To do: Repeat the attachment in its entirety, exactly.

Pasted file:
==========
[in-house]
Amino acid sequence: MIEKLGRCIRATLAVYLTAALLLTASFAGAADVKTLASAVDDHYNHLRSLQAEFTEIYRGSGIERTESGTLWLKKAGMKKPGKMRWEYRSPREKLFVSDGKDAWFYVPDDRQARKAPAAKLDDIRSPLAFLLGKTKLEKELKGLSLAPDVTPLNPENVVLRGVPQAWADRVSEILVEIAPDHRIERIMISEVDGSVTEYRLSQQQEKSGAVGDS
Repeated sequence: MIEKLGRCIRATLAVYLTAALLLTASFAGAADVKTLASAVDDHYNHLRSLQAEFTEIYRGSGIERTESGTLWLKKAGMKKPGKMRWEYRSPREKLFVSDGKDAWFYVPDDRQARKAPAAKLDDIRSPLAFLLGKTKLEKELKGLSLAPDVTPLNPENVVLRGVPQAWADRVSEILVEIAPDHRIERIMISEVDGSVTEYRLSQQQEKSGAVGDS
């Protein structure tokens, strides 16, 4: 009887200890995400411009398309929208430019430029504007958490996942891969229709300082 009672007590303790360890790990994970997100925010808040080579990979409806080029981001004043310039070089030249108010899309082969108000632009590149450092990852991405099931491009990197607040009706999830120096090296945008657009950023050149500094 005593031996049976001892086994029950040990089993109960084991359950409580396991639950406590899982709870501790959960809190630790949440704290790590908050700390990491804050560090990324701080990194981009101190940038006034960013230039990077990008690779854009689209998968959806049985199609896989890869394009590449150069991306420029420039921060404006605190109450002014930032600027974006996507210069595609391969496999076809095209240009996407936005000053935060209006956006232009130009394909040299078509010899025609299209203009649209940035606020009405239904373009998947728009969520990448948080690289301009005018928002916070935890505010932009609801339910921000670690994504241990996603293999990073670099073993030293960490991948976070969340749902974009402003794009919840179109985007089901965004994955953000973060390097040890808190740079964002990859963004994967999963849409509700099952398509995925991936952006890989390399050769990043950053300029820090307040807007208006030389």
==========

[in-house]
Amino acid sequence: MIEKLGRCIRATLAVYLTAALLLTASFAGAADVKTLASAVDDHYNHLRSLQAEFTEIYRGSGIERTESGTLWLKKAGMKKPGKMRWEYRSPREKLFVSDGKDAWFYVPDDRQARKAPAAKLDDIRSPLAFLLGKTKLEKELKGLSLAPDVTPLNPENVVLRGVPQAWADRVSEILVEIAPDHRIERIMISEVDGSVTEYRLSQQQEKSGAVGDS
Repeated sequence: MIEKLGRCIRATLAVYLTAALLLTASFAGAADVKTLASAVDDHYNHLRSLQAEFTEIYRGSGIERTESGTLWLKKAGMKKPGKMRWEYRSPREKLFVSDGKDAWFYVPDDRQARKAPAAKLDDIRSPLAFLLGKTKLEKELKGLSLAPDVTPLNPENVVLRGVPQAWADRVSEILVEIAPDHRIERIMISEVDGSVTEYRLSQQQEKSGAVGDS
């Protein structure tokens, strides 16, 4: 009887200890995400411009398309929208430019430029504007958490996942891969229709300082 009672007590303790360890790990994970997100925010808040080579990979409806080029981001004043310039070089030249108010899309082969108000632009590149450092990852991405099931491009990197607040009706999830120096090296945008657009950023050149500094 005593031996049976001892086994029950040990089993109960084991359950409580396991639950406590899982709870501790959960809190630790949440704290790590908050700390990491804050560090990324701080990194981009101190940038006034960013230039990077990008690779854009689209998968959806049985199609896989890869394009590449150069991306420029420039921060404006605190109450002014930032600027974006996507210069595609391969496999076809095209240009996407936005000053935060209006956006232009130009394909040299078509010899025609299209203009649209940035606020009405239904373009998947728009969520990448948080690289301009005018928002916070935890505010932009609801339910921000670690994504241990996603293999990073670099073993030293960490991948976070969340749902974009402003794009919840179109985007089901965004994955953000973060390097040890808190740079964002990859963004994967999963849409509700099952398509995925991936952006890989390399050769990043950053300029820090307040807007208006030389």